The task force, an independent panel of experts tasked with making recommendations for doctors, also updated a past guideline calling for everyone between the ages of 15 and 65, pregnant women and others who are at increased risk for HIV be screened for the virus.
Screening is necessary because after early flu-like symptoms, the virus does not cause any signs or symptoms for several years, the task force noted in a second new statement published Tuesday. Both statements were published in the Journal of the American Medical Association.
There is no cure for HIV (human immunodeficiency virus), the life-long viral infection that attacks the body’s immune system and can have significant health consequences. However, the virus is treatable with a combination of drugs known as antiretroviral therapy that reduces the amount of virus in a person’s blood and it is preventable by using PrEP, which was approved by the US Food and Drug Administration in 2012.
Currently, about 1.1 million Americans are living with HIV, yet up to 15% of them do not know they have it, according to the task force.
“The Recommendation Statement is extremely timely, given a national initiative to end the HIV epidemic, and the accompanying evidence report shows PrEP to be both safe and highly effective in preventing HIV acquisition,” wrote Dr. Hyman Scott and Dr. Paul Volberding in an editorial published Tuesday in JAMA.
Scott is a research director at the San Francisco Department of Public Health and Volberding is the director of the AIDS Research Institute at the University of California, San Francisco.
Earlier this year, the US Department of Health and Human Services detailed a new initiative to reduce new HIV infections in the US by at least 90% over 10 years. The program will focus on the 48 counties with the highest HIV rates, the seven states with high HIV rates in rural areas and Washington, DC, and San Juan, Puerto Rico.
The states are Alabama, Arkansas, Kentucky, Mississippi, Missouri, Oklahoma and South Carolina.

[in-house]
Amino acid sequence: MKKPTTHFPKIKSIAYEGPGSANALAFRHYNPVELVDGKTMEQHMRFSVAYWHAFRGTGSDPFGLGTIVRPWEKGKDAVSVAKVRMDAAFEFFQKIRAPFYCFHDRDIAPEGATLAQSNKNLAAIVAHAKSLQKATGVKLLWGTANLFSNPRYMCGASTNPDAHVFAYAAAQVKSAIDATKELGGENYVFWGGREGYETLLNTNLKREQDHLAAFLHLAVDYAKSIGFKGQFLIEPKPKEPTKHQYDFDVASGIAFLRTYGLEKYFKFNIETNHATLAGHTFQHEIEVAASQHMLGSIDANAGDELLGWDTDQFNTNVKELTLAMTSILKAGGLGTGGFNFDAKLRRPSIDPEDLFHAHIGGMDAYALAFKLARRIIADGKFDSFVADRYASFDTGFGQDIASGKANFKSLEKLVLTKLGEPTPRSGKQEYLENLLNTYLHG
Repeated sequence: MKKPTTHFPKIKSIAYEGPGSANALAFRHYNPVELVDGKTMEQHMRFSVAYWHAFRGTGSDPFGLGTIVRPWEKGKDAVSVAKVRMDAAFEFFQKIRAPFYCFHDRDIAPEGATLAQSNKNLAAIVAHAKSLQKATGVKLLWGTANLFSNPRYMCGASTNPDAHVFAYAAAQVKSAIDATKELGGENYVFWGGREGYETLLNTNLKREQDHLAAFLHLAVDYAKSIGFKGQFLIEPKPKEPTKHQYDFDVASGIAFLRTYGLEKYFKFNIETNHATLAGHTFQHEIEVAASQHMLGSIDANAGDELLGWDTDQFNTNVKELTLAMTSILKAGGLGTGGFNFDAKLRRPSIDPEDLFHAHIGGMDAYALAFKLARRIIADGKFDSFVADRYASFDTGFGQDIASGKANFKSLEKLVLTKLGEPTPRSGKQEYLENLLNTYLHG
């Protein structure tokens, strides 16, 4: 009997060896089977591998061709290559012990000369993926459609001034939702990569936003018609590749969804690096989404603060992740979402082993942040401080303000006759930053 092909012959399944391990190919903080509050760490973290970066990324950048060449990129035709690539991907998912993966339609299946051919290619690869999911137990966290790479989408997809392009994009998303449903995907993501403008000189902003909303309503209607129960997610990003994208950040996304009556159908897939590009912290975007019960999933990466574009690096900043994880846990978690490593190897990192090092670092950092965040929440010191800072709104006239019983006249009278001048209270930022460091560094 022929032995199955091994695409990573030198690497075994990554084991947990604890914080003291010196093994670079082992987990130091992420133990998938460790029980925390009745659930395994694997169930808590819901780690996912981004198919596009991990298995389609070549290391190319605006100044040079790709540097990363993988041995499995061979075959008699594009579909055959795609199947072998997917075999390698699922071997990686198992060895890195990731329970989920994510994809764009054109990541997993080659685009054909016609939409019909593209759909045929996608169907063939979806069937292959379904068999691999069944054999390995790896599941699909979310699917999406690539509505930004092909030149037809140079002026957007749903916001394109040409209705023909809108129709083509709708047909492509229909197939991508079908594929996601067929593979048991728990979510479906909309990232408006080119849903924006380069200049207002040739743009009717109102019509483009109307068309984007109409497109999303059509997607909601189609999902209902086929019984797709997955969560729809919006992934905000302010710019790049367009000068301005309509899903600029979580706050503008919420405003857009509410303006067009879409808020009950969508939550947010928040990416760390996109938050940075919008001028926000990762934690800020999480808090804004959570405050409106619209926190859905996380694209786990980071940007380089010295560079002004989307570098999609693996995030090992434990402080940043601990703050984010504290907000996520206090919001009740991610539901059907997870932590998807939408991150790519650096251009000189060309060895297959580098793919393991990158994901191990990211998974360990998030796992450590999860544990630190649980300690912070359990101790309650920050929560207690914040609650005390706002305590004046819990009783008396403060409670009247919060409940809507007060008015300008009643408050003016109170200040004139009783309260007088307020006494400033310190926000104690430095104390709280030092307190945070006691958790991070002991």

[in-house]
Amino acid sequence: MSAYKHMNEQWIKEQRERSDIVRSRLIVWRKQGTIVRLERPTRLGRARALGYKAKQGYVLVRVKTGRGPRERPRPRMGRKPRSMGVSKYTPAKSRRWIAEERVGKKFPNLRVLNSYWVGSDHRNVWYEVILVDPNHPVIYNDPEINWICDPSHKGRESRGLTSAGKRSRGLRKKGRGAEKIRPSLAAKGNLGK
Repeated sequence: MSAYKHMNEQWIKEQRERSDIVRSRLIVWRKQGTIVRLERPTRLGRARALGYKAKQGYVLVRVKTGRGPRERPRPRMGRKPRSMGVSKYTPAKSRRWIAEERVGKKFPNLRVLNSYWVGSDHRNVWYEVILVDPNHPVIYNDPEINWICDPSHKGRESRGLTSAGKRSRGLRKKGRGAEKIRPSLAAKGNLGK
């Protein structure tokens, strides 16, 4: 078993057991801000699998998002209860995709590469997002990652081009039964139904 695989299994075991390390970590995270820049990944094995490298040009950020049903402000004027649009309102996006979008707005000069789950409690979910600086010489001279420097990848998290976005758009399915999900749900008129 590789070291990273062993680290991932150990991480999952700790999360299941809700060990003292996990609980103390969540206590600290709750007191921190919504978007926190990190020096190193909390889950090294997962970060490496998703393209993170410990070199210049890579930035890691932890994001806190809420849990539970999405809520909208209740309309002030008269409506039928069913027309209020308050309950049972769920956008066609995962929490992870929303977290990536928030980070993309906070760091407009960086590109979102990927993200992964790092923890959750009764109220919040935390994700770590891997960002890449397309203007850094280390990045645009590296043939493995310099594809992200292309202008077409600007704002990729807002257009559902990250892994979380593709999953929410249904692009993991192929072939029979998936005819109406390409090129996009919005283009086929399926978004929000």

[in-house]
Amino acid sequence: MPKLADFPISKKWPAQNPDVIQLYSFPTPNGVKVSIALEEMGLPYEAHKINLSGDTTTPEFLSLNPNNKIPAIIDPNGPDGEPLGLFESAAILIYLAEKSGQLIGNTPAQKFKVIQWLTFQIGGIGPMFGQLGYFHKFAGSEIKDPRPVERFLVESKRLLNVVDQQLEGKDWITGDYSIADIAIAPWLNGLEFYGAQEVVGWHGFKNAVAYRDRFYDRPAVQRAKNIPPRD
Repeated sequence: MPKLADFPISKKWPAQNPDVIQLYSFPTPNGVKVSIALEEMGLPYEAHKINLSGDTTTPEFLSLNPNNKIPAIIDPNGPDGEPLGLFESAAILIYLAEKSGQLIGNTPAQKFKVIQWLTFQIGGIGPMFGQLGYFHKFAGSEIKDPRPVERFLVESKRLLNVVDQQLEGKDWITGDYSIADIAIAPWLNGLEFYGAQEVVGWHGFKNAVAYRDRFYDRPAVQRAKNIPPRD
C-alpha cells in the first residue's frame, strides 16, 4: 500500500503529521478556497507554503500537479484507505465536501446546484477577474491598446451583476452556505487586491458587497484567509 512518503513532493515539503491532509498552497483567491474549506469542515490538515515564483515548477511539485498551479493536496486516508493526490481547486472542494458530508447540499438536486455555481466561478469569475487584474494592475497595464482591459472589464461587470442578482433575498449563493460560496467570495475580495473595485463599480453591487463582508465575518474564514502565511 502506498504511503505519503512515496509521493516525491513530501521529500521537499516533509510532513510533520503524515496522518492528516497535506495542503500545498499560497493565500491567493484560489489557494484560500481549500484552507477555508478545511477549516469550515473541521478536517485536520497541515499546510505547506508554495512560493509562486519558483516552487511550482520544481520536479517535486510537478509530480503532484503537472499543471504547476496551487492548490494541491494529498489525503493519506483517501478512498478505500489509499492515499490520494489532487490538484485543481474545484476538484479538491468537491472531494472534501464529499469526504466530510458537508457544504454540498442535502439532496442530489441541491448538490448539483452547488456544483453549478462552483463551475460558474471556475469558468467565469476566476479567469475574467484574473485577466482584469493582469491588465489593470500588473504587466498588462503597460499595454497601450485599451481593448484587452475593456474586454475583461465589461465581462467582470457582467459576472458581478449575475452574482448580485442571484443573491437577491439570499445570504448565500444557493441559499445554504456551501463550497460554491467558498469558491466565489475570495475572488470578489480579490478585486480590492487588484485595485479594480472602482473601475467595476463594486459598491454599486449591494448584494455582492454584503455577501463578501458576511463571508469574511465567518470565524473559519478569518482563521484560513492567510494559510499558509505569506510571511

There are 44,000 new HIV infections each year, according to a Vital Signs report from the US Centers for Disease Control and Prevention.
How the virus spreads
Most new infections are transmitted by 40% of people infected with HIV — those who have not been diagnosed or have been diagnosed but are not yet receiving care.
A majority of people taking antiretroviral therapy can suppress the virus in their bodies within six months of starting therapy. When HIV-positive people maintain suppression by continuing therapy, they effectively pose no risk of infecting sexual partners and they also can live long, healthy lives, according to the CDC.
People who are newly infected and are unaware of their status led to 4% of new infections, according to CDC scientists who estimated past transmission and treatment rates.
Longer-term infected people who are unaware of their status accounted for 33.6% of new infections. People aware of their status but not receiving care accounted for 42.6%. Those receiving care but not fully suppressed accounted for 19.8% of new infections.
People living with HIV who maintain viral suppression with treatment contributed no new infections, according to CDC scientists.
President Donald Trump called for the elimination of HIV transmissions in the United States by 2030 during his State of the Union address in February.
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